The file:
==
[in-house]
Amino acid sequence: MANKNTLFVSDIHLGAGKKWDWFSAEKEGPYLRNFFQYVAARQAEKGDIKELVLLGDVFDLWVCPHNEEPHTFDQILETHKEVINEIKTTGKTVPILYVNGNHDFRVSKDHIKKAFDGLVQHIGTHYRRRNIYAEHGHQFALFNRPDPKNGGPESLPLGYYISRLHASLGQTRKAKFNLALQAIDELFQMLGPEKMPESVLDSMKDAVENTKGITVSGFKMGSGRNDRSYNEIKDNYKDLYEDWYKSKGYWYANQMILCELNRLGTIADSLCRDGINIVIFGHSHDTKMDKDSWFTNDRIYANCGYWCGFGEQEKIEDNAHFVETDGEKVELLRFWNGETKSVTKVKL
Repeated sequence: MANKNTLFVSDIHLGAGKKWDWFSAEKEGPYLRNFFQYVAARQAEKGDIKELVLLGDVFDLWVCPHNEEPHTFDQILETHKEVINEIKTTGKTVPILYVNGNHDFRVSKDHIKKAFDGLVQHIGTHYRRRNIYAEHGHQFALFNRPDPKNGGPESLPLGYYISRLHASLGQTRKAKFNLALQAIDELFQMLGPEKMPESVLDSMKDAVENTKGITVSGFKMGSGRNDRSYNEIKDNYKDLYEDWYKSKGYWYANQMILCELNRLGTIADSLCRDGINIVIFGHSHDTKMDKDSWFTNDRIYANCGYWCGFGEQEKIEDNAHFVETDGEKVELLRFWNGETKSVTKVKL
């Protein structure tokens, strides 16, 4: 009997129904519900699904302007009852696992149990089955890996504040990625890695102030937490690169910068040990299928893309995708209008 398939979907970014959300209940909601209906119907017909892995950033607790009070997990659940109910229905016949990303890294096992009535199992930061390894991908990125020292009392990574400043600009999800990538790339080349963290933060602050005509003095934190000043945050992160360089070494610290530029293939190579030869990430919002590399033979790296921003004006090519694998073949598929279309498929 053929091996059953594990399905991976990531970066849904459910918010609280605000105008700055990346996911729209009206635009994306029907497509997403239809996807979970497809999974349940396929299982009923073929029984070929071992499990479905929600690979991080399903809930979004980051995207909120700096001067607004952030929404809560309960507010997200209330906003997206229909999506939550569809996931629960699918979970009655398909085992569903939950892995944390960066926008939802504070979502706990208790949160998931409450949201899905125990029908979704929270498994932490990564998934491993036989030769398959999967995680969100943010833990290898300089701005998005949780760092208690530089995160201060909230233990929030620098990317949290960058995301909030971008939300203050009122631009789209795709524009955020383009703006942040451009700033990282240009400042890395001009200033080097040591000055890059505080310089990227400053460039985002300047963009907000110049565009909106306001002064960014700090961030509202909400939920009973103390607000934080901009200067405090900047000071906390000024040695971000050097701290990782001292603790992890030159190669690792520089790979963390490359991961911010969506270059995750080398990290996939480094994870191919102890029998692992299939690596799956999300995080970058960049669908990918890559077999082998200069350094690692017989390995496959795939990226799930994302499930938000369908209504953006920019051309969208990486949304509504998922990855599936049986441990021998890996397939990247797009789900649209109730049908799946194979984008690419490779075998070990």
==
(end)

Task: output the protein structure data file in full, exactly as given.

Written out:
[in-house]
Amino acid sequence: MANKNTLFVSDIHLGAGKKWDWFSAEKEGPYLRNFFQYVAARQAEKGDIKELVLLGDVFDLWVCPHNEEPHTFDQILETHKEVINEIKTTGKTVPILYVNGNHDFRVSKDHIKKAFDGLVQHIGTHYRRRNIYAEHGHQFALFNRPDPKNGGPESLPLGYYISRLHASLGQTRKAKFNLALQAIDELFQMLGPEKMPESVLDSMKDAVENTKGITVSGFKMGSGRNDRSYNEIKDNYKDLYEDWYKSKGYWYANQMILCELNRLGTIADSLCRDGINIVIFGHSHDTKMDKDSWFTNDRIYANCGYWCGFGEQEKIEDNAHFVETDGEKVELLRFWNGETKSVTKVKL
Repeated sequence: MANKNTLFVSDIHLGAGKKWDWFSAEKEGPYLRNFFQYVAARQAEKGDIKELVLLGDVFDLWVCPHNEEPHTFDQILETHKEVINEIKTTGKTVPILYVNGNHDFRVSKDHIKKAFDGLVQHIGTHYRRRNIYAEHGHQFALFNRPDPKNGGPESLPLGYYISRLHASLGQTRKAKFNLALQAIDELFQMLGPEKMPESVLDSMKDAVENTKGITVSGFKMGSGRNDRSYNEIKDNYKDLYEDWYKSKGYWYANQMILCELNRLGTIADSLCRDGINIVIFGHSHDTKMDKDSWFTNDRIYANCGYWCGFGEQEKIEDNAHFVETDGEKVELLRFWNGETKSVTKVKL
């Protein structure tokens, strides 16, 4: 009997129904519900699904302007009852696992149990089955890996504040990625890695102030937490690169910068040990299928893309995708209008 398939979907970014959300209940909601209906119907017909892995950033607790009070997990659940109910229905016949990303890294096992009535199992930061390894991908990125020292009392990574400043600009999800990538790339080349963290933060602050005509003095934190000043945050992160360089070494610290530029293939190579030869990430919002590399033979790296921003004006090519694998073949598929279309498929 053929091996059953594990399905991976990531970066849904459910918010609280605000105008700055990346996911729209009206635009994306029907497509997403239809996807979970497809999974349940396929299982009923073929029984070929071992499990479905929600690979991080399903809930979004980051995207909120700096001067607004952030929404809560309960507010997200209330906003997206229909999506939550569809996931629960699918979970009655398909085992569903939950892995944390960066926008939802504070979502706990208790949160998931409450949201899905125990029908979704929270498994932490990564998934491993036989030769398959999967995680969100943010833990290898300089701005998005949780760092208690530089995160201060909230233990929030620098990317949290960058995301909030971008939300203050009122631009789209795709524009955020383009703006942040451009700033990282240009400042890395001009200033080097040591000055890059505080310089990227400053460039985002300047963009907000110049565009909106306001002064960014700090961030509202909400939920009973103390607000934080901009200067405090900047000071906390000024040695971000050097701290990782001292603790992890030159190669690792520089790979963390490359991961911010969506270059995750080398990290996939480094994870191919102890029998692992299939690596799956999300995080970058960049669908990918890559077999082998200069350094690692017989390995496959795939990226799930994302499930938000369908209504953006920019051309969208990486949304509504998922990855599936049986441990021998890996397939990247797009789900649209109730049908799946194979984008690419490779075998070990």